Antigone is every act of disobedience committed out of obligation, out of political and moral imperative. What is being attempted with this disobedience is to change normality – and to change it radically. We have to do this collectively. We want to be Antigones.
It is possible that we have an excess of dystopias right now. But for me dystopias play a fundamental role. They help us to consider, look and to “be afraid”. Here I do not mean fear as a negative emotion that suffocates or forces us to retreat, but rather fear as an uncertainty, a warning and an awareness that there is something that requires the application of precaution, being alert and being careful.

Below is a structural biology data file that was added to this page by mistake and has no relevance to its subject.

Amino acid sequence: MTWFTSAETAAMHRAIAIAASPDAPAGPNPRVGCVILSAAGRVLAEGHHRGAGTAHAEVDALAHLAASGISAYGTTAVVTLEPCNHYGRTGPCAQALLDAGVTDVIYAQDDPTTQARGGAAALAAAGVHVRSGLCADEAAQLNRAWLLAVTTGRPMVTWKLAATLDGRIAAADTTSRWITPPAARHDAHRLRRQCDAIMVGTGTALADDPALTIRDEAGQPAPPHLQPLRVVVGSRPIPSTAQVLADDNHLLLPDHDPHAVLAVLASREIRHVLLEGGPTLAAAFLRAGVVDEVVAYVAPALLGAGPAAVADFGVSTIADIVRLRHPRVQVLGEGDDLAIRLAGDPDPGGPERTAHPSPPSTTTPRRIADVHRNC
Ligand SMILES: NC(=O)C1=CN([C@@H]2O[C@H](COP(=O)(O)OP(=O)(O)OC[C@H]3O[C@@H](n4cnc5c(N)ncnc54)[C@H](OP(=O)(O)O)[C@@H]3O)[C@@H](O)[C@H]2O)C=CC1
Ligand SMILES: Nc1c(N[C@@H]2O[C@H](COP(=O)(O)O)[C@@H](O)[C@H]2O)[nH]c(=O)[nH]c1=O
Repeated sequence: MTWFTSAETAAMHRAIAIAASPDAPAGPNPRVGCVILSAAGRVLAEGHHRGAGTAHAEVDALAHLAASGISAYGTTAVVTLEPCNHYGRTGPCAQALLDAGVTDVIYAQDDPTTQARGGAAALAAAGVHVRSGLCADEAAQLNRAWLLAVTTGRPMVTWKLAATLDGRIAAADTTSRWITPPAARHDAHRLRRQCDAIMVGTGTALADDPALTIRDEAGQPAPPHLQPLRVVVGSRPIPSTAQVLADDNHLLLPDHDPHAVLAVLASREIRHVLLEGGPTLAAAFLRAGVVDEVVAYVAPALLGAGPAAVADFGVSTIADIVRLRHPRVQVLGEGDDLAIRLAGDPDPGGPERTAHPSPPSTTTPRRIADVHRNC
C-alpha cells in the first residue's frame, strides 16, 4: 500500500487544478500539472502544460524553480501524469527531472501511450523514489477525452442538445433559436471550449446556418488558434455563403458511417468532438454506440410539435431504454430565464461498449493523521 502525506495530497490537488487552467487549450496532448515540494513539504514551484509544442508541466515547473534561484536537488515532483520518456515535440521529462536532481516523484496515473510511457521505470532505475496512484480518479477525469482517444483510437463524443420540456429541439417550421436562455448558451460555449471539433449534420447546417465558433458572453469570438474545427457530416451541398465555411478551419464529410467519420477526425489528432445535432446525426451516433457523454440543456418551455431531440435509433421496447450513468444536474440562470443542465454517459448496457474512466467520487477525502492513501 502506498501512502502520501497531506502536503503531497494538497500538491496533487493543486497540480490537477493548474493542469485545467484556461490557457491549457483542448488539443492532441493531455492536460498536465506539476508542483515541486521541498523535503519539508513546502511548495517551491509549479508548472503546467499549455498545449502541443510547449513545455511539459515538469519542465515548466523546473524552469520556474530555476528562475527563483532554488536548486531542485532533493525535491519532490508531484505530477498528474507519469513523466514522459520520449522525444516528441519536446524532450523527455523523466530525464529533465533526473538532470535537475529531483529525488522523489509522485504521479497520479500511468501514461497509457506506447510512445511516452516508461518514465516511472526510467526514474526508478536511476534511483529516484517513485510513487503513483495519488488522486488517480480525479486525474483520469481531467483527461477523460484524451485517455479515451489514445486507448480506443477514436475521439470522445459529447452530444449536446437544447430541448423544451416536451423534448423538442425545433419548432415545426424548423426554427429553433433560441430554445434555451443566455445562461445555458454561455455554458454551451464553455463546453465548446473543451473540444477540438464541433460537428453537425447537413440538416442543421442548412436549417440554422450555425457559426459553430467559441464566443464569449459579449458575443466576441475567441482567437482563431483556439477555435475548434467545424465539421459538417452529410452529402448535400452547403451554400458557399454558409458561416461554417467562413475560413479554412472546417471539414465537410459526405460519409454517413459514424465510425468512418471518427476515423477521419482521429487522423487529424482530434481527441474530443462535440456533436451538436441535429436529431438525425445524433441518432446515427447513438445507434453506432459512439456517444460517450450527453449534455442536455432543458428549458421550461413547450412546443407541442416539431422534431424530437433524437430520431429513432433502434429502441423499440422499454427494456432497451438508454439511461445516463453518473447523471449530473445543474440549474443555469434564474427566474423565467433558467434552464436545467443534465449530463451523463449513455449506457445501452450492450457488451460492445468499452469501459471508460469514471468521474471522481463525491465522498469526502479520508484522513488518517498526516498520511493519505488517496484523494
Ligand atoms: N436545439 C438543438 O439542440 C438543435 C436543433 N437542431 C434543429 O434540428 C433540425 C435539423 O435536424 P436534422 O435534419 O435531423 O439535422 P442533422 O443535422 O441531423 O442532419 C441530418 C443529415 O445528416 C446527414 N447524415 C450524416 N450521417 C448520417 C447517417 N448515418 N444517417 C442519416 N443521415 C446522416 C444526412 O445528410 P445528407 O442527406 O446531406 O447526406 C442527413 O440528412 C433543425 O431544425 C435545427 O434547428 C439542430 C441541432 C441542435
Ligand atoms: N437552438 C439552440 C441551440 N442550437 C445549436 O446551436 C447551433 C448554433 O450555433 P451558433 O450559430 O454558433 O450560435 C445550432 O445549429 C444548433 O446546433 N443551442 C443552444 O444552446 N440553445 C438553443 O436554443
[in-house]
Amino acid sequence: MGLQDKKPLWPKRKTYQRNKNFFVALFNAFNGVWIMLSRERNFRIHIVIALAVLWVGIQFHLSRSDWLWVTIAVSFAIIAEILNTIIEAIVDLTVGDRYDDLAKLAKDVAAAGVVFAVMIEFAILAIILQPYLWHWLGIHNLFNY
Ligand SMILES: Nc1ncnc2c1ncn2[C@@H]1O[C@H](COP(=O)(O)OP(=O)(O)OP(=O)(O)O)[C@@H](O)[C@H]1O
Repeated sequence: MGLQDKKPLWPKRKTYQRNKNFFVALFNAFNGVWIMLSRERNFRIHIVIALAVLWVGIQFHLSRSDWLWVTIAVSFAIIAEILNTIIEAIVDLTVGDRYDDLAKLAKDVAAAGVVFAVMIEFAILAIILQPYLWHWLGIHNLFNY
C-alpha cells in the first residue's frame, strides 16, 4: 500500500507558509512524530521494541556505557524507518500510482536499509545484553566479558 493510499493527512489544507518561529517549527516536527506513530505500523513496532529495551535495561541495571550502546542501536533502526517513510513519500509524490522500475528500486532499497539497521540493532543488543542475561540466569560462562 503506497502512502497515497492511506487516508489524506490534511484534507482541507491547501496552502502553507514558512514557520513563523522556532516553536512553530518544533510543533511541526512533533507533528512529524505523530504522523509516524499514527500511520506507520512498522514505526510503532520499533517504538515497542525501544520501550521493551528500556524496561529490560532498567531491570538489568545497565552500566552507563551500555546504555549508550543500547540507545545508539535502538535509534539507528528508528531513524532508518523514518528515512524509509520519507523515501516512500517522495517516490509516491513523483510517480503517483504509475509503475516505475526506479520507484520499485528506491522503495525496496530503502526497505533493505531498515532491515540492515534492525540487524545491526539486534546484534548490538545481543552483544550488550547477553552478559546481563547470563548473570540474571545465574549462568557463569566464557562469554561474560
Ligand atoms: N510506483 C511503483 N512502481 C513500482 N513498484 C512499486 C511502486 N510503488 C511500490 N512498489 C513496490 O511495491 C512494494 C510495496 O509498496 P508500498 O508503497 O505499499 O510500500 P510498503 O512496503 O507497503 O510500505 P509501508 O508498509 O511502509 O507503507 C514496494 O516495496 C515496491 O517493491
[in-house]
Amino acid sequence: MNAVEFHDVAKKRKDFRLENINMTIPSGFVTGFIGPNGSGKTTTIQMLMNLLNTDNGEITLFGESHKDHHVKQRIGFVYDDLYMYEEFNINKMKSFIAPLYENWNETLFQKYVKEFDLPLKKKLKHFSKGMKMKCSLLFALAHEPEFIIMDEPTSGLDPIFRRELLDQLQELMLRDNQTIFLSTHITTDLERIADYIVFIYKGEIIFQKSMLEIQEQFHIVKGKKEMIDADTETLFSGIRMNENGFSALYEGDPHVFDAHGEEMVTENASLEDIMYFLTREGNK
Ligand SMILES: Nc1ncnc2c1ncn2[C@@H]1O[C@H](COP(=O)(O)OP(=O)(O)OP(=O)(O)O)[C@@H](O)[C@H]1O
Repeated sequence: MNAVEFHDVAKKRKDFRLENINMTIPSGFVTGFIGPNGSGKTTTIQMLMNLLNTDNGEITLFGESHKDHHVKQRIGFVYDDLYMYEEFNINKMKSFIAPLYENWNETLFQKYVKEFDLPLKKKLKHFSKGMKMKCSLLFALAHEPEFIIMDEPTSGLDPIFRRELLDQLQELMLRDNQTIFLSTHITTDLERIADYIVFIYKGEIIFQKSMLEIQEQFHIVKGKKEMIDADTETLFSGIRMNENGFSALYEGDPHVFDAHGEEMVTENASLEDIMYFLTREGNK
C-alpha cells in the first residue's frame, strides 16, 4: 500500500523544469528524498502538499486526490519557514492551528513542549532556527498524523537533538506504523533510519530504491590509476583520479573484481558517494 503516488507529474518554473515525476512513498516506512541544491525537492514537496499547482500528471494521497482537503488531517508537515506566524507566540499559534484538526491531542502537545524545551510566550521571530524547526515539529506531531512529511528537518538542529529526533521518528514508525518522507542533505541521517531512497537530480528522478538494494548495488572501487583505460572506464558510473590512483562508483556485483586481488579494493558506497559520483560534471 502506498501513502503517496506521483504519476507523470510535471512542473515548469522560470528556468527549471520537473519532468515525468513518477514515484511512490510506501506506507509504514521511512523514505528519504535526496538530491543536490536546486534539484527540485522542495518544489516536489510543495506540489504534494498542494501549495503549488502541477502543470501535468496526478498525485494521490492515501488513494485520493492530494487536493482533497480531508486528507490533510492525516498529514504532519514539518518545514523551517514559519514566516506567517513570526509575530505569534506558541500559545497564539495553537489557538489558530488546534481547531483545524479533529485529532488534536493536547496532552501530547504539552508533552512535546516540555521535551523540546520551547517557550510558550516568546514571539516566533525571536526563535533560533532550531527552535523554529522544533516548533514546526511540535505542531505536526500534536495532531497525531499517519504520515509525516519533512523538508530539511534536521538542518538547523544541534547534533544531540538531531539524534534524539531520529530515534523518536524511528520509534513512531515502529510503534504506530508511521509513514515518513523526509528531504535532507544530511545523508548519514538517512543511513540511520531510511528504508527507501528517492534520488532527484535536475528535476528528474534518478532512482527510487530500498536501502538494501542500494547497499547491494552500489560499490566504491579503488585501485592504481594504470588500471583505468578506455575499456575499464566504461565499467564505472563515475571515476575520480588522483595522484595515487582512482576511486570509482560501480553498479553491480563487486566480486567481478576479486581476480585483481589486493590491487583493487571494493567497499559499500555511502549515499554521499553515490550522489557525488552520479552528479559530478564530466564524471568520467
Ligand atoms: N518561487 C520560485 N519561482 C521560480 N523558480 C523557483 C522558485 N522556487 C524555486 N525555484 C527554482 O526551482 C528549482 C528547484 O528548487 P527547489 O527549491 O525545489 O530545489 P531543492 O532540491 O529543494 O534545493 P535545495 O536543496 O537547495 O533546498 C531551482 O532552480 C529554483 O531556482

In that sense, I believe that dystopias are and have been necessary. The problem is that an excess of dystopias can become conservative. We begin to feel comfortable as spectators of various crises. We begin to accept them and to do nothing. That is why we also need utopias. Not chimeras, nor false hopes, but projects, images, and dreams in which all living beings are accounted for.
It thus seems imperative to me to create exercises in projecting horizons of desire, thinking about possible good, desirable lives, within the framework of de-growth, sufficiency and the distribution of wealth. A revitalisation and reinvention of the commons that makes these horizons of desire compatible with the material groundings that makes them possible.